A regular KidneyBuzz.com viewer wrote, "I am currently conducting Dialysis. While the treatments are hard enough alone, sometimes after treatments, I am finding my skin seems to break out in an itchy hive-like rash. I was wondering if this happens to anyone else, and if so what can I do about it? Thanks."
Chronic Kidney Disease patients who conduct Dialysis Treatments often notice visible changes to their body such as hair loss, skin irritation, itching, dryness, and rashes. A skin rash is an area of skin that has become swollen or irritated. The most common symptoms of body rash include: Itching, small bumps on the skin, burning, stinging, inflammation, dryness, scaling, blistering, pus-filled lesions, pinkish rings on the skin, and fever. A rash is generally a minor problem that may go away with proper treatment. However, in some cases, a rash does not go away or the skin may become so irritated that medical care is needed. The following are a few tips to avoid skin rashes and other skin complications in order to help improve the overall quality of life for Chronic Kidney Disease and Dialysis patients.
A study published in the Oxford Journal noted, "Skin rashes are common in patients with Chronic Kidney Disease." One report stated that a Dialysis patient had "soiled most of his clothing and bed sheets with blood from his vigorous scratching." There are three main causes of skin rashes for Chronic Kidney Disease patients:
1. High phosphorus levels - When the kidney function is severely damaged, the excess phosphorus cannot be removed as effectively from the body which causes high phosphorus levels. In turn, patients may experience severe skin itching, skin reddening (make or become red), and even rashes. Hence, be sure to take your phosphorus binders as recommended by your Healthcare Team.
2. Uremic toxins accumulation (toxin build-up) - As Dialysis patients know all too well, when the kidneys stop functioning they also stop filtering waste and toxins out of the blood. While Dialysis attempts to compensate for the kidneys, any sort of interruption to a patient's regular treatment schedule (shortened treatments, skipped treatments, Dialysis access complications, etc.) may result in the accumulation of additional toxins (uremic toxins) in the body and cause a skin rash or itching. Although some things are out of your control, try your very best to not skip or shorten your treatment times. If you are having consistently poor cleanings and toxin build up, then it may indicate a problem that you should bring to the attention of your Nephrologist.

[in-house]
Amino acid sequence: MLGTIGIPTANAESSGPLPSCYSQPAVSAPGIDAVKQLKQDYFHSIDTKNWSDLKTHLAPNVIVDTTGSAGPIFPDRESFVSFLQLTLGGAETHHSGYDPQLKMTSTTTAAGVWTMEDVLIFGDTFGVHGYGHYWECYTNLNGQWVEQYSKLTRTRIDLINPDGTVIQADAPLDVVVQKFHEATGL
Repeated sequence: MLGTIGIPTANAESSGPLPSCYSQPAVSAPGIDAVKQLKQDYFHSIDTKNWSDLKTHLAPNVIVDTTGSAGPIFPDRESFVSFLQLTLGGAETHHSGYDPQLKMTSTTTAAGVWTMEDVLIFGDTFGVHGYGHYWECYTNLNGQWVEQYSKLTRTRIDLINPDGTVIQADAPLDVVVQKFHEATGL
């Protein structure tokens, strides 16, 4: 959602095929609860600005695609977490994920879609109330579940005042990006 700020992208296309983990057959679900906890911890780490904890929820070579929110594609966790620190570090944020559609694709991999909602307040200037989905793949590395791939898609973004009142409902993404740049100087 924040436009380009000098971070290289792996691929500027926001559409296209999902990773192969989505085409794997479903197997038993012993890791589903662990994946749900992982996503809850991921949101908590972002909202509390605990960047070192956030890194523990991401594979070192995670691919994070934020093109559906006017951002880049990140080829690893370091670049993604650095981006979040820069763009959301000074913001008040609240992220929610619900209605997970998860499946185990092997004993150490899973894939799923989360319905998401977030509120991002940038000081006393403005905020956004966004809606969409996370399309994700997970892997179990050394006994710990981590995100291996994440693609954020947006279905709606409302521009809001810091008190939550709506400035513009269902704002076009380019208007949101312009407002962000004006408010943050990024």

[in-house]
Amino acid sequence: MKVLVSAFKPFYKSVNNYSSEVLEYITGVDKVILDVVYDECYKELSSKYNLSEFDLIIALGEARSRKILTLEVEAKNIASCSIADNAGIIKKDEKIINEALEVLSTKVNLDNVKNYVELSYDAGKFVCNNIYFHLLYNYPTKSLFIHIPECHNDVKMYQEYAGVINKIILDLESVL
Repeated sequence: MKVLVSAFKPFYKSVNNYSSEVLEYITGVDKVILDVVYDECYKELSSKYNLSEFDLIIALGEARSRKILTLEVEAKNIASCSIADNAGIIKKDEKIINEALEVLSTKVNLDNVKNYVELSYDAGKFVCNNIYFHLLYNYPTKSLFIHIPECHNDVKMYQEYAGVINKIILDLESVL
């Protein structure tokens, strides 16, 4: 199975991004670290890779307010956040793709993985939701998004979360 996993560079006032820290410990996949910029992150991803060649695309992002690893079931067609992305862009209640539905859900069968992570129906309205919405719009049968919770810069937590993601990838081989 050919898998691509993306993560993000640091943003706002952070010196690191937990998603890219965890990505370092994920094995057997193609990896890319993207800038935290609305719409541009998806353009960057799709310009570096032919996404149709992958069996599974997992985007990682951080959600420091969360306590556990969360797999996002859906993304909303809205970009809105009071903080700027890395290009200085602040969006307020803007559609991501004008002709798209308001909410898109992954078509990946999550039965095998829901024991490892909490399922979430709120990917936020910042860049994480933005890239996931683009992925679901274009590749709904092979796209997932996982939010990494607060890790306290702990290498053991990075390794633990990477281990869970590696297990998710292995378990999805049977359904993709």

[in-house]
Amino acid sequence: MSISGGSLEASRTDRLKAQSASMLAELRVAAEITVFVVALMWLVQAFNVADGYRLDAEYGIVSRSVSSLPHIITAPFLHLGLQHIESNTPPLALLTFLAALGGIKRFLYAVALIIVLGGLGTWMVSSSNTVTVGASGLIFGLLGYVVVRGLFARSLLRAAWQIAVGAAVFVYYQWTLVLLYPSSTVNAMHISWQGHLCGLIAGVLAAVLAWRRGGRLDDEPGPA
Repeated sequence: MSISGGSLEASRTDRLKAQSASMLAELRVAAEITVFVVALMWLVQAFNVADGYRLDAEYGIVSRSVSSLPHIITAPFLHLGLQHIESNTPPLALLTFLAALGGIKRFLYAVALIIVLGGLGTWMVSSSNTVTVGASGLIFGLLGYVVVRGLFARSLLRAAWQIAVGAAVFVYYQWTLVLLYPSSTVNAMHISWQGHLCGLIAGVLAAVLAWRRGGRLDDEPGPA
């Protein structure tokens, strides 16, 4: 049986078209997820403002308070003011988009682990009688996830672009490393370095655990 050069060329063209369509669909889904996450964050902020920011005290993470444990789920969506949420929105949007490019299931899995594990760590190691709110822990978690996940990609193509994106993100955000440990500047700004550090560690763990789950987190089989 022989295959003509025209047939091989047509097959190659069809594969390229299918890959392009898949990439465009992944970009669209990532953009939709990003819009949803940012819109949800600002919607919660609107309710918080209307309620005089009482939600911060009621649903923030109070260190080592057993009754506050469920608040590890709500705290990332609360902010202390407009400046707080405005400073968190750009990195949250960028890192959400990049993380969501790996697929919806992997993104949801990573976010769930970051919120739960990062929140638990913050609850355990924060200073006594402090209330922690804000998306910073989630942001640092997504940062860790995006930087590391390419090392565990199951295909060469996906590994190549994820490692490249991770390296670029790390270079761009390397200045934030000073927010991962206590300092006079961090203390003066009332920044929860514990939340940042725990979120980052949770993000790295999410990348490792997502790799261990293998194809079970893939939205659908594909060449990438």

3. Infection - Causes for body rash may also include viral infections such as measles, rubella, chickenpox, shingles, and warts. Bacterial infections such as impetigo can also result in body rash. Methicillin Resistant Staphylococcus Aureus (MRSA) is a very common and highly contagious skin "staph" infection in the Chronic Kidney Disease Community. It's tougher to treat than most strains of Staphylococcus Aureus -- or staph -- because it's resistant to some commonly used antibiotics. MRSA causes infections in different parts of the body and the symptoms of MRSA depend on where you are infected, but can appear as a rash. Chronic Kidney Disease patients are at a higher risk of these types of infections (both viral and bacteria) due to a weakened immune system. Try to avoid infections by washing your hands frequently and implementing some of the infection avoidance strategies offered by KidneyBuzz.com (click here).